When first elected to the Assembly in 2014, she also authored a packet of successful bills aimed at dampening down political corruption.

“But if I have to give myself a grade” for her time in Sacramento? “It’s an incomplete,” she said.

“Because only in some years did I move the ball forward in Sacramento,” she added. “It’s a team effort. I will say this: going after local electeds who are corrupt doesn’t make you any friends. If you don’t want to be challenged, it’s a choice. And most people don’t want to line up with me. They didn’t want that fight.”

In other words, our kind of electoral politics — while better than, say, military dictatorship — simply breeds corruption. It comes with the territory.

As she has some time to reflect on what has changed after a dozen years in the game, Garcia mostly has to sigh. “I see a lot of the same players” who benefit from corruption, or at least politics as usual, “who have just moved from one place to another.”

In her next breath, she muses: “For a strong democracy, the work never ends. For many communities in the southeast, it’s a struggle just to survive, and it’s hard to get out to council meetings, for instance. It takes time, it takes generations, it takes education.”

Are there signs of hope, of real progress against corruption? “Well, the Pat Brown Institute is doing work in that region, and it’s slowly paying off,  but it will take a long time, this struggle.”

Of the citizen activists who have followed her, she says: “They don’t have the resources, and then they get attacked for being crazy. … We have a public records act, but there are so many reasons (local governments) can say ‘We can’t give you those records,’ and then you have to have an attorney, and many can’t afford that.”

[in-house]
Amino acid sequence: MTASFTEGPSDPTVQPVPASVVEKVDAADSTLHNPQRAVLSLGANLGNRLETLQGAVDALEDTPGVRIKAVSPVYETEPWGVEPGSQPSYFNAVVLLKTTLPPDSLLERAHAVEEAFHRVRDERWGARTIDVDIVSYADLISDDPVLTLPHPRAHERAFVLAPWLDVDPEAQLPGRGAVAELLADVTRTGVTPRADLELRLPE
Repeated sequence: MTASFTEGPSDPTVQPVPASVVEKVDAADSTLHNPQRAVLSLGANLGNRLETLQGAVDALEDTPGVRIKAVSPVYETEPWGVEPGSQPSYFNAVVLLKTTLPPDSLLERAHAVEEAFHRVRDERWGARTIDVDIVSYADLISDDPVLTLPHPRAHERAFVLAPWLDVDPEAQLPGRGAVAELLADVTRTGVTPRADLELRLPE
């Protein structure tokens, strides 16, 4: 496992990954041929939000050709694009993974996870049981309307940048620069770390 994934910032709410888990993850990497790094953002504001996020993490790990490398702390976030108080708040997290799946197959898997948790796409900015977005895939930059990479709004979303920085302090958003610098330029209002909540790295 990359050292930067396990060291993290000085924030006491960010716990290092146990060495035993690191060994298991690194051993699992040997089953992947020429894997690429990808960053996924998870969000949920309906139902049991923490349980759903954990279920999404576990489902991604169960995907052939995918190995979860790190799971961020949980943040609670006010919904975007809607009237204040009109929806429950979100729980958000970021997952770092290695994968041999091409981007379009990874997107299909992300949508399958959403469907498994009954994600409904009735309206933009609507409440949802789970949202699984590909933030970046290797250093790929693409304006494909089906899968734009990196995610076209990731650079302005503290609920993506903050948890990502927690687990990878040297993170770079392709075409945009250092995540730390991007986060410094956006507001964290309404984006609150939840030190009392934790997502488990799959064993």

What are some of the areas of worry she has about restoring transparent government?

“Legalized cannabis,” Garcia says. “Look, I was one of the legislators for Prop. 64. But we run the same risk with cannabis that we have in other aspects of government regarding corruption: it’s the continuation of the status quo. Breaking the cycle of (marijuana) arrests was important — but we have to be intentional, having a government that seems to be transparent at least.”

Other worries? “Look at the Central Basin Water District!” The already mismanaged bureaucracy hired Alejandro Rojas to rehabilitate it, and he now faces charges of money laundering, soliciting a bribe and grand theft embezzlement from his time as superintendent of La Puente’s Bassett Unified School District.

“Things have gotten better,” Garcia allows, “but I still think there are a lot of the factions that make it a corridor of corruption. In retrospect, the recall we led with BASTA was the easy part.” Then she begins to muse again: “I have to start going back to council meetings. I think a lot of them have used the pandemic shutdowns, the virtual meetings, to their benefit, and don’t want to open back up to the in-person public.”

Larry Wilson is on the Southern California News Group editorial board.